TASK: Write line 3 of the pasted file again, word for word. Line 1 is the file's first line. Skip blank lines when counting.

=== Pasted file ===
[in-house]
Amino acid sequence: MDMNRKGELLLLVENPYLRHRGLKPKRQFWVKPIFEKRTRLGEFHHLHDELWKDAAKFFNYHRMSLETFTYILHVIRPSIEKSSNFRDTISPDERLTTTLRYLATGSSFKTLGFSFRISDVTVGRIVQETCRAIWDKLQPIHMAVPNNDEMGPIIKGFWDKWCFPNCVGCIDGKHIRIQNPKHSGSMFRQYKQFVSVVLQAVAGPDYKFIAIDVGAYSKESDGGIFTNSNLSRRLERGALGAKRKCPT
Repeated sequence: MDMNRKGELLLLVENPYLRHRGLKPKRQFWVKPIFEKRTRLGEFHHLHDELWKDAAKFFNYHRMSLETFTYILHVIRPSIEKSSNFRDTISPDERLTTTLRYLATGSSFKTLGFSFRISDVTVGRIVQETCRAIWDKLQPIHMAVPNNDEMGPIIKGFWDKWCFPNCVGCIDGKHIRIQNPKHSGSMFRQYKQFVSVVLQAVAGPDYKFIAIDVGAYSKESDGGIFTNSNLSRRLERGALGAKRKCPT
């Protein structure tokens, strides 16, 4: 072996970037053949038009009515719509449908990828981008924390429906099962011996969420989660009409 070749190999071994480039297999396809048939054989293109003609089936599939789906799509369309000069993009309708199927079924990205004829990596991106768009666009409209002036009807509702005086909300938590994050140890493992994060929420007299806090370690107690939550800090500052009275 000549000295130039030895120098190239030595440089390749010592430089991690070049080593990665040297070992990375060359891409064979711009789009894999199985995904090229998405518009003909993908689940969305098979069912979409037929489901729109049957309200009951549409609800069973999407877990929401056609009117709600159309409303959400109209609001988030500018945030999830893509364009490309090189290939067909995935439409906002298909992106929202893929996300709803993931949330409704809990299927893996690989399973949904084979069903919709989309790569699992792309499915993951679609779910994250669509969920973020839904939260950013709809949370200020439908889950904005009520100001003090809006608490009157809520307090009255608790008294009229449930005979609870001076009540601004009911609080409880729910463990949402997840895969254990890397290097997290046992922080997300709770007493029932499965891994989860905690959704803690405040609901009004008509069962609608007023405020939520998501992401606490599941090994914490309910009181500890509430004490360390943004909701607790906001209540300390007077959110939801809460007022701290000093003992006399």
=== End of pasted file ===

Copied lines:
Repeated sequence: MDMNRKGELLLLVENPYLRHRGLKPKRQFWVKPIFEKRTRLGEFHHLHDELWKDAAKFFNYHRMSLETFTYILHVIRPSIEKSSNFRDTISPDERLTTTLRYLATGSSFKTLGFSFRISDVTVGRIVQETCRAIWDKLQPIHMAVPNNDEMGPIIKGFWDKWCFPNCVGCIDGKHIRIQNPKHSGSMFRQYKQFVSVVLQAVAGPDYKFIAIDVGAYSKESDGGIFTNSNLSRRLERGALGAKRKCPT